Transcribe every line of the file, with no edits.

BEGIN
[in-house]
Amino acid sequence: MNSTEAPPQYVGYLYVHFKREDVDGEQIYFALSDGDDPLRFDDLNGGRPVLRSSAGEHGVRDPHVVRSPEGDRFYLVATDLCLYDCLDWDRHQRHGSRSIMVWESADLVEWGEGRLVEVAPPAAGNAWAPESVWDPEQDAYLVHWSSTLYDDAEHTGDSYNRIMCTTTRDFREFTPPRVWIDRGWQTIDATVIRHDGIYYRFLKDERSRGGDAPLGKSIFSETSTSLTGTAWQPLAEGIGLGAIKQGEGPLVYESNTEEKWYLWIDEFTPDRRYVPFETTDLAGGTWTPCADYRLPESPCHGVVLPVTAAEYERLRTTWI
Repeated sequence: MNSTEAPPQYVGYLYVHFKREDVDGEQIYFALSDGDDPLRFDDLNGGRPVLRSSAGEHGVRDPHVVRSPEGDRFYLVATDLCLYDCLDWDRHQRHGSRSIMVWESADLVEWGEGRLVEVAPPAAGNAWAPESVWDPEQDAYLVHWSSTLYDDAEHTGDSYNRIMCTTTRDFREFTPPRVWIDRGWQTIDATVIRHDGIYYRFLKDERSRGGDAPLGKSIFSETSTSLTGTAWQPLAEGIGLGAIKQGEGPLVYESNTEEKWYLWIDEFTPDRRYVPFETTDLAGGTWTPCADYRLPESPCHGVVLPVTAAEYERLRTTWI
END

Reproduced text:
[in-house]
Amino acid sequence: MNSTEAPPQYVGYLYVHFKREDVDGEQIYFALSDGDDPLRFDDLNGGRPVLRSSAGEHGVRDPHVVRSPEGDRFYLVATDLCLYDCLDWDRHQRHGSRSIMVWESADLVEWGEGRLVEVAPPAAGNAWAPESVWDPEQDAYLVHWSSTLYDDAEHTGDSYNRIMCTTTRDFREFTPPRVWIDRGWQTIDATVIRHDGIYYRFLKDERSRGGDAPLGKSIFSETSTSLTGTAWQPLAEGIGLGAIKQGEGPLVYESNTEEKWYLWIDEFTPDRRYVPFETTDLAGGTWTPCADYRLPESPCHGVVLPVTAAEYERLRTTWI
Repeated sequence: MNSTEAPPQYVGYLYVHFKREDVDGEQIYFALSDGDDPLRFDDLNGGRPVLRSSAGEHGVRDPHVVRSPEGDRFYLVATDLCLYDCLDWDRHQRHGSRSIMVWESADLVEWGEGRLVEVAPPAAGNAWAPESVWDPEQDAYLVHWSSTLYDDAEHTGDSYNRIMCTTTRDFREFTPPRVWIDRGWQTIDATVIRHDGIYYRFLKDERSRGGDAPLGKSIFSETSTSLTGTAWQPLAEGIGLGAIKQGEGPLVYESNTEEKWYLWIDEFTPDRRYVPFETTDLAGGTWTPCADYRLPESPCHGVVLPVTAAEYERLRTTWI